He is Risen.
Holy week tends to provoke deep theological insights for us Catholics, and in this day and age the Internet provides us like never before with heaps of opportunity for spiritual formation and new undertsandings of this most Holy of seasons. My addition to the deep-thinking mix this week…
…should we eat Hot Cross buns prior to Good Friday, or not?
this is an issue that splits our house to be honest. Some in our family (who shall remain nameless) feel strongly that hot cross buns should not be eaten until after the Good Friday service. Others with less self control eat them as soon as Countdown put them on sale (usually just after the Boxing Day sales have finished). Others wish they could eat them all year round, because they taste so good (except those ones with chocolate in them. Chocolate does not belong in a hot cross bun).
Do you have any traditions around hot cross buns? any particuar rituals, beliefs, opinions on these tasty treats? And for the more creative – share a recipe for them in the comments section also!
We had a beautiful Mass here on the weekend for Passion Sunday. Palms were blessed, hosannas were sung and we all stood to listen to the Passion. I don't know about you, but no matter how many times I hear the story of Jesus' death it still leaves me with a host of emotions.
What I can never get my head around is that two of the Gospel writers, Matthew and Mark, tell us that Jesus' last words were, "My God, my God, why have you forsaken me?" Why were these his last words? Surely he knew that his Father was with him? And if his faith faltered, what hope do the rest of us have when we face difficult times?
It's probably my least favourite line in all of the Bible, because I just don't get it. A pentecostal friend explained that it was because at that exact moment, Jesus took on all of the sins of the world and so God turned away. I don't know about that… surely that's when God would be most present?
What's your take on it? Why were Jesus' last words about God deserting him?
I had to read the news item twice to make sure I wasn't going mad, but it's true: Nicolas Cage is starring in a new adaptation of the Left Behind books. There's already been one version made which was pretty forgettable, and quite why Mr Cage feels that he wants to remake it is unclear. To the best of my knowledge he isn't Christian, so I think it is safe to say he doesn't have an evangelistic motive behind it.
This news reminded me of the books, and I am sure I wasn't the only BF'er back in the nineties reading them. The first few books start off as speculative fiction set as the Rapture occurs, and looks at the lives of those who have been, as the title makes clear, Left Behind. I really enjoyed the first book for what it was – pulp fiction – and slogged through a few more before finding them just getting too whacky to perservere with. The depiction of the Pope in the story is not positive and there is some thought that the books are anti-Catholic. I have to admit, that characterisation did jar for me, I felt it was unneccessary. There were some other characters in particular that I really liked, and genuninely engaged with their journeys. And of course I was interested to see how the story would end!!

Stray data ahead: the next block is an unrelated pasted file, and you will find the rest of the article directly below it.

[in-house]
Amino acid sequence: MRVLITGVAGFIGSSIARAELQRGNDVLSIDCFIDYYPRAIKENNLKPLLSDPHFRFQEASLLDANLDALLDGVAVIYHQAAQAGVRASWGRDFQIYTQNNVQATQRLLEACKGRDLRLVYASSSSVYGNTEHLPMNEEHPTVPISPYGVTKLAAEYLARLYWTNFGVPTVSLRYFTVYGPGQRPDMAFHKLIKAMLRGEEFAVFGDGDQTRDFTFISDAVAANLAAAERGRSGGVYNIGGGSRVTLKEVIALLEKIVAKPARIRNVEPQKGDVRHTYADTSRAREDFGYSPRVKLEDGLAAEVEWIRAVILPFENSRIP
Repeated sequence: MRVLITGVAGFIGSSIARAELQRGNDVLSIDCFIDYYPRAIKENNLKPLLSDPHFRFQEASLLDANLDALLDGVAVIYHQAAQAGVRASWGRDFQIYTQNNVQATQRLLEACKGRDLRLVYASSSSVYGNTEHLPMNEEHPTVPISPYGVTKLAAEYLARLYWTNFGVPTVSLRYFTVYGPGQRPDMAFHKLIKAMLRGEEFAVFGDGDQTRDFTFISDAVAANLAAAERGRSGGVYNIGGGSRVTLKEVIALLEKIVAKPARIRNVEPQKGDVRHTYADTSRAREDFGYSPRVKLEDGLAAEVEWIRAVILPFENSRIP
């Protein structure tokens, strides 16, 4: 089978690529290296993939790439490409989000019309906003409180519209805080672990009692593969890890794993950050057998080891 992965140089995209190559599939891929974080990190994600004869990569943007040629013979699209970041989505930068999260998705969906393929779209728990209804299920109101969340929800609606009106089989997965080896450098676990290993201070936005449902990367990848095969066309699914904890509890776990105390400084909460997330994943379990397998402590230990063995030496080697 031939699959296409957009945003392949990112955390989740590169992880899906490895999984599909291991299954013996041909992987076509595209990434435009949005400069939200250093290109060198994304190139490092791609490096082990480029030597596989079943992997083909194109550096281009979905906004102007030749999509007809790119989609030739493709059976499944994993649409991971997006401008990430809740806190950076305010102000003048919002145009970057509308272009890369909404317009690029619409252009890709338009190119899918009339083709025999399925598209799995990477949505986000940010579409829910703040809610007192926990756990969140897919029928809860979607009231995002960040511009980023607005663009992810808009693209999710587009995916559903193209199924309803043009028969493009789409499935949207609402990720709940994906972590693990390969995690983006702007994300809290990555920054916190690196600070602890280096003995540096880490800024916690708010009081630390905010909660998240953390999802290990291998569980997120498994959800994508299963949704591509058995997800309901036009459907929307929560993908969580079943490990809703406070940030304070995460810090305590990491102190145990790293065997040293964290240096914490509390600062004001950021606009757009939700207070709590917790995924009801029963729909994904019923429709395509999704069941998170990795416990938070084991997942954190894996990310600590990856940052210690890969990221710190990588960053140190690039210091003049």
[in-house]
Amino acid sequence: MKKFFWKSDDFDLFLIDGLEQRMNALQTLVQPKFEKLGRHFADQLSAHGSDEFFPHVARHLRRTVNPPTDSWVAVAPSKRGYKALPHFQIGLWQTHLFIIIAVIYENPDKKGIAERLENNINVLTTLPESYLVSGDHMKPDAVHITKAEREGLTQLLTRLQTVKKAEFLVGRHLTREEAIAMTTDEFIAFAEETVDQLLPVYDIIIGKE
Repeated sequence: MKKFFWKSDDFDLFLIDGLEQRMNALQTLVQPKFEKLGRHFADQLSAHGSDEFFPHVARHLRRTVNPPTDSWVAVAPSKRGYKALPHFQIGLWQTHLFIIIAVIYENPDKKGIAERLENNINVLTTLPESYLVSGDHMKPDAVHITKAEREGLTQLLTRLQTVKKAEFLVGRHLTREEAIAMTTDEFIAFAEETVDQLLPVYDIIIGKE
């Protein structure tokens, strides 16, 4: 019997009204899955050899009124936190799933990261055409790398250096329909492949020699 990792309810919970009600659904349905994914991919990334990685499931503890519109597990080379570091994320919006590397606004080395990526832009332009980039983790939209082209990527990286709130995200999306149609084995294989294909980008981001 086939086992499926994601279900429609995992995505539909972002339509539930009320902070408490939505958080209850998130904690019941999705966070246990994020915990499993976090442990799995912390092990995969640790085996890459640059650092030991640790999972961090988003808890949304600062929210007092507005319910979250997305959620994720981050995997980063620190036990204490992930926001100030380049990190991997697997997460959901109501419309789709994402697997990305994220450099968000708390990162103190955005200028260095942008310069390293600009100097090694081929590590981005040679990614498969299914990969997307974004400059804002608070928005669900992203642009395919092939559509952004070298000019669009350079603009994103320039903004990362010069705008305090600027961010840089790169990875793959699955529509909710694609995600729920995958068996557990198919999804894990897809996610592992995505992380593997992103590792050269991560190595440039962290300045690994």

I had long forgotten about the series, until I realised that our local public library remarkably had the whole series sitting on their shelves – all 16 books. I set myself the target of reading through them three or four years ago over a summer break, however I got as far as book 9 and just gave up – I couldn't stick with it. Just couldn't get interested enough or muster the enthusiasm to push through those last few books.
This new movie for me has the appeal of a trainwreck about it – I just can't look away – and despite my better judgement I will be watching it. Definitely not shelling out $20 to go to the movies on opening night, but it will be ending up in my DVD player at some point.
Anyone else here willing to admit their interest? Or am I well and truly alone on this one?
I don't know about you, but Holy Week is my favourite time in the Church's year. I love it! And right now I have that "night-before-Christmas" feeling as I think about it approaching next week.
The delights of Holy Week are endless…the glories of palm Sunday with the processions and the singing, coming home to plant a palm behind a holy picture, the beautiful Chrism Mass on Tuesday night that brings together all of the priests in the Diocese – their singing and fervour is something to behold, Mass on Holy Thursday night with the beautiful ceremony where the priest washes parishioners' feet, the solemnity and reverence of the Good Friday service and then all the drama of the Easter vigil… I can't wait!
My favourite part of Holy Week has to be Holy Thursday Mass. I love the Eucharist and attend faithfully on Sundays of course, but also on any other weekday when work permits. I feel like in remembering the Last Supper we are commemorating the foundation of the Eucharist and all it means for us. I love seeing parish priests humble themselves as Jesus did by washing the feet of others. I feel as though Holy Thursday sums up much of what we espouse as members of our great Church.
Holy Week is also the final culmination of all of our Lenten sacrifices. It's where we can give (or give up) a little extra because the Resurrection is near.
So… who's looking forward to Holy Week? And what's your favourite part?